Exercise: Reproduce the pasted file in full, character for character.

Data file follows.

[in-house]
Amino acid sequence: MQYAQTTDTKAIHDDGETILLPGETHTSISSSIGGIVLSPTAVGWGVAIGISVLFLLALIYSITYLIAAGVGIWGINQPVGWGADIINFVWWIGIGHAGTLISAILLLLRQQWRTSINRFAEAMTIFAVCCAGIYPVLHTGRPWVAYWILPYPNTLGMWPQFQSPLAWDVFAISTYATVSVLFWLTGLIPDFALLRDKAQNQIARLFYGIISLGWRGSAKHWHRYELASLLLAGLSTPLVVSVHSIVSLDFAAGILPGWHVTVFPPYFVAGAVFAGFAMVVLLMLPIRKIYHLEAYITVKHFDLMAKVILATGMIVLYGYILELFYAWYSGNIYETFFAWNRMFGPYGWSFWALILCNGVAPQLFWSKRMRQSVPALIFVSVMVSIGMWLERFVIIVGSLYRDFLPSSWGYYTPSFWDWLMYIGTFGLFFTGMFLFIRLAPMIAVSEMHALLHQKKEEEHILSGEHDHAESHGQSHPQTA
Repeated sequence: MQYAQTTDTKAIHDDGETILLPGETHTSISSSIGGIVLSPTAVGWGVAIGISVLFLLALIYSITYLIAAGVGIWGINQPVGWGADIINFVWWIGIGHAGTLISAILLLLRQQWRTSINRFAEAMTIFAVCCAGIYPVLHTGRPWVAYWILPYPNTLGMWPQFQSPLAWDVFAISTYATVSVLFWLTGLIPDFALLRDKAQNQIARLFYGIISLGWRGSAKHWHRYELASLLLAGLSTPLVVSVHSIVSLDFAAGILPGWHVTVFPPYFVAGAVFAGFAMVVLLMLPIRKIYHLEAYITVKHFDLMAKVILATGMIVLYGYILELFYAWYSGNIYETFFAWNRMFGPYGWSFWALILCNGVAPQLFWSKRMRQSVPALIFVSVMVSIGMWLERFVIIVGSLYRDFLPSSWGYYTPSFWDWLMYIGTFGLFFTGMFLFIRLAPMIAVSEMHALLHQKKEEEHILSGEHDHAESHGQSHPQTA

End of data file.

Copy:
[in-house]
Amino acid sequence: MQYAQTTDTKAIHDDGETILLPGETHTSISSSIGGIVLSPTAVGWGVAIGISVLFLLALIYSITYLIAAGVGIWGINQPVGWGADIINFVWWIGIGHAGTLISAILLLLRQQWRTSINRFAEAMTIFAVCCAGIYPVLHTGRPWVAYWILPYPNTLGMWPQFQSPLAWDVFAISTYATVSVLFWLTGLIPDFALLRDKAQNQIARLFYGIISLGWRGSAKHWHRYELASLLLAGLSTPLVVSVHSIVSLDFAAGILPGWHVTVFPPYFVAGAVFAGFAMVVLLMLPIRKIYHLEAYITVKHFDLMAKVILATGMIVLYGYILELFYAWYSGNIYETFFAWNRMFGPYGWSFWALILCNGVAPQLFWSKRMRQSVPALIFVSVMVSIGMWLERFVIIVGSLYRDFLPSSWGYYTPSFWDWLMYIGTFGLFFTGMFLFIRLAPMIAVSEMHALLHQKKEEEHILSGEHDHAESHGQSHPQTA
Repeated sequence: MQYAQTTDTKAIHDDGETILLPGETHTSISSSIGGIVLSPTAVGWGVAIGISVLFLLALIYSITYLIAAGVGIWGINQPVGWGADIINFVWWIGIGHAGTLISAILLLLRQQWRTSINRFAEAMTIFAVCCAGIYPVLHTGRPWVAYWILPYPNTLGMWPQFQSPLAWDVFAISTYATVSVLFWLTGLIPDFALLRDKAQNQIARLFYGIISLGWRGSAKHWHRYELASLLLAGLSTPLVVSVHSIVSLDFAAGILPGWHVTVFPPYFVAGAVFAGFAMVVLLMLPIRKIYHLEAYITVKHFDLMAKVILATGMIVLYGYILELFYAWYSGNIYETFFAWNRMFGPYGWSFWALILCNGVAPQLFWSKRMRQSVPALIFVSVMVSIGMWLERFVIIVGSLYRDFLPSSWGYYTPSFWDWLMYIGTFGLFFTGMFLFIRLAPMIAVSEMHALLHQKKEEEHILSGEHDHAESHGQSHPQTA